A-Z Challenge (Authors) 16/27
A-Z Challenge (Titles) 16/27
In Their Shoes 4/4 COMPLETE
The Dream King 2/12
1% Well Read Challenge 6/13
Orbis Terrarum 16/12 COMPLETE
The Genre Challenge 8/10
The Decades Challenge 4/10
The Carribean Challenge 0/6
My Year of Reading Dangerously 2/12
The World Citizen Challenge 0/3
Y.A Challenge 15/12 COMPLETED
Deweys Book Reading Challenge 0/6
100 Shots of Short 53/100
The 2009 Pub Challenge 2/9
Themed Challenge 2/4
999 Challenge 50/81
Book Awards 3 0/5
2nd Canadian Challenge 1/13 ABANDONING - WILL NEVER COMPLETE
Latin American Challenge 4/4 COMPLETE
The Rescue Challenge 0/6
The Graphic Novel Challenge 10/12
Manga Challenge 1/4
War Through the Generations: WWII 3/5
Lost in Translation 8/6 COMPLETE
Notable Challenge 3/6
What's in a Name? 5/6
The Well Seasoned Reader 3/3 COMPLETED!
The Chunkster Challenge8/6 COMPLETE
The Guardian 100 novels 3/10
Banned Book Challege 1/4
Once Upon a Time III Challenge 5/5 COMPLETE
Herding Cats 0/2
Its the End of the World 2/4
100 Books Project 0/100
Non-Fiction 5 3/5
Beckys Mini Challenge - Scott Westerfeld 0/2 Steinbacek 0/2 Defoe 0/2
Thursday, 30 July 2009
I've just finished this mamouth book, its taken all week! The Swarm is a 900 (fairly small text) sci-fi, end of the world novel - not my normal type of read.
The novel starts with a series of small boating accidents, then shoals of jellyfish invading the coast, then Whales battling ships and then the discovery of a mysterious hydrate eating worm. Taking us across the world we see the sea turn around and attack human kind, the events start of small - a few missing fishermen then esculate to tsunami's and plate shifts.
As it becomes clear that the events aren't just coincidences and that a war is taking place in the sea scientists from across the world come together to try and figure out what is happening.
I put off starting this novel for a few weeks because of its hefty size but when I got started I was pulled along by all the individual stories which start the novel running parrallel to each other. I reckon they could cut out a good 200 pages, some of the science explanations went on to long and although I understood the basic premise much of it went over my head. Also the religious element was overdone, American CIA agents the president were way too assured that God would save them as they where the better race. I'm also sure some American citizens would feel that they were criticised unfairly. The ending had a preachy feel to it and the barely disguised criticism of the Bush presidency wasn't needed - we've heard it all before. Having said all that it was a good read - although I'm not sure it deserved its position on the 1001 BTRBYD list.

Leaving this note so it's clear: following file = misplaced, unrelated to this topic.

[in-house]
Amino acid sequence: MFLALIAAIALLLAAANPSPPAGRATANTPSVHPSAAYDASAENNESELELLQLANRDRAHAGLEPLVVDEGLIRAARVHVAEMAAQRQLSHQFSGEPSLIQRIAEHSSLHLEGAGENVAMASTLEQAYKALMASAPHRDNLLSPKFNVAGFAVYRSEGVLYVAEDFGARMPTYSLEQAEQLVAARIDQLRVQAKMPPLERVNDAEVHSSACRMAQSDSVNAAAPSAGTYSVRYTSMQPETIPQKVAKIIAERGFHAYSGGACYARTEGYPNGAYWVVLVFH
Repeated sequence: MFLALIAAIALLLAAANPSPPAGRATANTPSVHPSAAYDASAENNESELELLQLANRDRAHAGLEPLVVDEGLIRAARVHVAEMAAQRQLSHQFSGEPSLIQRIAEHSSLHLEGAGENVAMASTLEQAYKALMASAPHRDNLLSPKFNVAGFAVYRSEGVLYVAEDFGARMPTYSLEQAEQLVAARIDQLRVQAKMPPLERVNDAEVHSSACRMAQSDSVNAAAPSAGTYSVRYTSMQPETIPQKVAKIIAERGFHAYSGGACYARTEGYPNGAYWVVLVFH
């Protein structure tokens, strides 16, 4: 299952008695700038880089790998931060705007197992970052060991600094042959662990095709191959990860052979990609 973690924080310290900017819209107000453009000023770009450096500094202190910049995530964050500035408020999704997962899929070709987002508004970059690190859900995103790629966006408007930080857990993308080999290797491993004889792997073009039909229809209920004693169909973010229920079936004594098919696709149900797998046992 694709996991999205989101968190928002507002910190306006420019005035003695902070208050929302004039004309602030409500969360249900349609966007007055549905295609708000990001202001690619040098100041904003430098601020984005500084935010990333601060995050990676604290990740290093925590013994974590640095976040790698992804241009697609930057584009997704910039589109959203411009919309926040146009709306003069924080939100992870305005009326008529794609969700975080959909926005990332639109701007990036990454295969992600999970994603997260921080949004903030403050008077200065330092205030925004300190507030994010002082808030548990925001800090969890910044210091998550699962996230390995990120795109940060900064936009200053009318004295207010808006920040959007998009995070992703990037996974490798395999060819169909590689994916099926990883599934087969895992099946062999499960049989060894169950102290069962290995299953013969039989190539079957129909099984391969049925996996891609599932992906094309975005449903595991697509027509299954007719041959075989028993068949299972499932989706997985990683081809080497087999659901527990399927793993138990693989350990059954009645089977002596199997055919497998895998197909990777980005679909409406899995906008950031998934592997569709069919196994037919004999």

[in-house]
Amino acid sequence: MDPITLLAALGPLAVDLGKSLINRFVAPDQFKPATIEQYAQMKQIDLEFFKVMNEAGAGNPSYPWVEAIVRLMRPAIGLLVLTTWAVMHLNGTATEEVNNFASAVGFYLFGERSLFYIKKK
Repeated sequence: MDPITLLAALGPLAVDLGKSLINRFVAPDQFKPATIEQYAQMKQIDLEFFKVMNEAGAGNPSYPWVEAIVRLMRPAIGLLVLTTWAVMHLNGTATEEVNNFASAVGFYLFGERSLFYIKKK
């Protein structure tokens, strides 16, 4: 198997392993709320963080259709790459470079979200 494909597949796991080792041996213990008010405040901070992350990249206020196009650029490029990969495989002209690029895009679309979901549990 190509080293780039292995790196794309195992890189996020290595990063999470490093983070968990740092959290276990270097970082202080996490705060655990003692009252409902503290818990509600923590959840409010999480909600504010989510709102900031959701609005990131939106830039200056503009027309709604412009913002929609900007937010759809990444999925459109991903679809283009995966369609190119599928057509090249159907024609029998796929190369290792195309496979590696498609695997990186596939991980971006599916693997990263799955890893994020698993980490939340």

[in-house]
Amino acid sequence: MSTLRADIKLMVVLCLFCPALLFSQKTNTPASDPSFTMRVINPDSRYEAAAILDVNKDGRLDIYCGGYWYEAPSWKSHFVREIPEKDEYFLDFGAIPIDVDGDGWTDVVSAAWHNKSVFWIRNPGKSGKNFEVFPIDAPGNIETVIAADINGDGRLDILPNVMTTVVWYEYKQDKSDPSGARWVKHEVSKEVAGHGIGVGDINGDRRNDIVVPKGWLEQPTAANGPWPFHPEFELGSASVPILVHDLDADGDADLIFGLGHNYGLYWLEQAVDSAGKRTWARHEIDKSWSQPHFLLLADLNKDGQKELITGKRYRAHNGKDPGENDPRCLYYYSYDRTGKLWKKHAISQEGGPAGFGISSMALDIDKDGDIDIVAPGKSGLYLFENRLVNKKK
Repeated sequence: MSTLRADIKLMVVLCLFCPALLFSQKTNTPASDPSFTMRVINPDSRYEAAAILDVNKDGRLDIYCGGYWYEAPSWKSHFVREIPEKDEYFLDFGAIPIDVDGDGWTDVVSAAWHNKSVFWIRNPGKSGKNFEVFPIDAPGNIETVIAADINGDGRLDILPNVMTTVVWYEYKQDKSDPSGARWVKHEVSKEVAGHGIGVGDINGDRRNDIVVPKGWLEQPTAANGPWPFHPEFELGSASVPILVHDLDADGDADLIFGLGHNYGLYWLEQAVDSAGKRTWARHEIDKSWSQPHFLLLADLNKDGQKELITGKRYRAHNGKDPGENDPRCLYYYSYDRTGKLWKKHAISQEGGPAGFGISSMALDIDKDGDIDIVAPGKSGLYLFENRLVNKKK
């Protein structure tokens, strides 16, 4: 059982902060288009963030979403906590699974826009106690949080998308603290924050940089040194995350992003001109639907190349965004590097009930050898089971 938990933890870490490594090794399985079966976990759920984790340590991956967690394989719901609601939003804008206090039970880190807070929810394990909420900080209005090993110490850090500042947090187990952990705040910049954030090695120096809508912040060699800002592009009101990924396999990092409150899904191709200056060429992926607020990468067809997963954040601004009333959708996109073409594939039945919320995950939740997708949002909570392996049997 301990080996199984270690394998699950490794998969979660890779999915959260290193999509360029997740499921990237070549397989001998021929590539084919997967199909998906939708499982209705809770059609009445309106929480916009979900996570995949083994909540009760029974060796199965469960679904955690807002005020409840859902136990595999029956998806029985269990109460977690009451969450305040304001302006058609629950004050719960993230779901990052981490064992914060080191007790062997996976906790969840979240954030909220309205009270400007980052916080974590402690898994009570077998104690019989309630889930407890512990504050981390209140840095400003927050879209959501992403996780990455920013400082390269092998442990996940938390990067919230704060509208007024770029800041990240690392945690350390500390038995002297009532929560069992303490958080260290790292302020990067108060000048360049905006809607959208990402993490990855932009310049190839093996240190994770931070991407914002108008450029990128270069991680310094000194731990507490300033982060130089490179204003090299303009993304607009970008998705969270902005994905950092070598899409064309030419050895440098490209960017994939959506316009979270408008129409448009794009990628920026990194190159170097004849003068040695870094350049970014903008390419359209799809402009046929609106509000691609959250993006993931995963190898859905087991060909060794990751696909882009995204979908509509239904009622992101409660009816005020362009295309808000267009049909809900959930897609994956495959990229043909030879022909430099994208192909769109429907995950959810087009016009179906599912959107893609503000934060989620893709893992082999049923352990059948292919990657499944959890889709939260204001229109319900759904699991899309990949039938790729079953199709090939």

Anyone else read this? What did you think?
Lost in Translation
The Chunkster Challenge
End of the World
1% Well Read Challenge
Dolce Bellezza is hosting her third Japanese Reading Challenge. I participated last year reading:
1. The Sailor Who Fell From Grace With the Sea, Mishma ***
2. Goodbye Tsugumi, Yoshimoto ****
3. Hardboiled/Hardluck ***
I also started Out and hated it despite everyone elses love of it.
Bellezza says of the challenge:
The day has arrived, the day for beginning the Japanese Literature Challenge 3! I’m so excited because it is my great joy to read Japanese literature and share the experience with those of you who wish to read it as well.
This year, all you have to do is read one work of Japanese origin. It can be literature of course, but don’t feel confined to that. You may choose to read poetry, biographies, short stories or even manga. If you are willing to read one such piece, you’ve met the challenge. If you read more, all the better.
I have set the time frame between July 30, 2009 and January 30, 2010.
I have a Review Site set up for us here, where we can leave links to the reviews on our own blogs and see what other people have read.
I have prizes! I’ve been collecting them for several months, and I might whet your appetite with a brief sampling of the list here:
a Moleskine Japanese format notebook, with two Japanese pencils and a Japanese eraser
a copy of Murakami’s book South of the Border, West of The Sun
a brochure from the Art Institute of Chicago’s special exhibit on Japanese screens, with a magnet and box of screen cards
a cell phone charm, and makie stickers made of 24 karat gold, imported from Japan
two copies of Yakuza Moon by Tendo
a copy of Eat Sleep Sit by Nanomura
and more surprises to come!
I'm hoping for a few better reads this year. I have one book containing two Murakami novels:A Wild Sheep Chase and Dance Dance Dance , which has been turking on mount tbr for too long. I'd also like to discover a few new Japanese authors - I seem to read Murakami, Mishma or Yoshimoto and no one else. Any suggestions?
Wednesday, 29 July 2009
visited 7 states (3.11%)
Create your own visited map of The World or Like this? try: Google Chat Bot
I've got into a bit of a rut with this so thought I needed to give myself a push and finish Europe so I can get to Africa, I have a lovely looking collection of North African stories sitting ready to be read.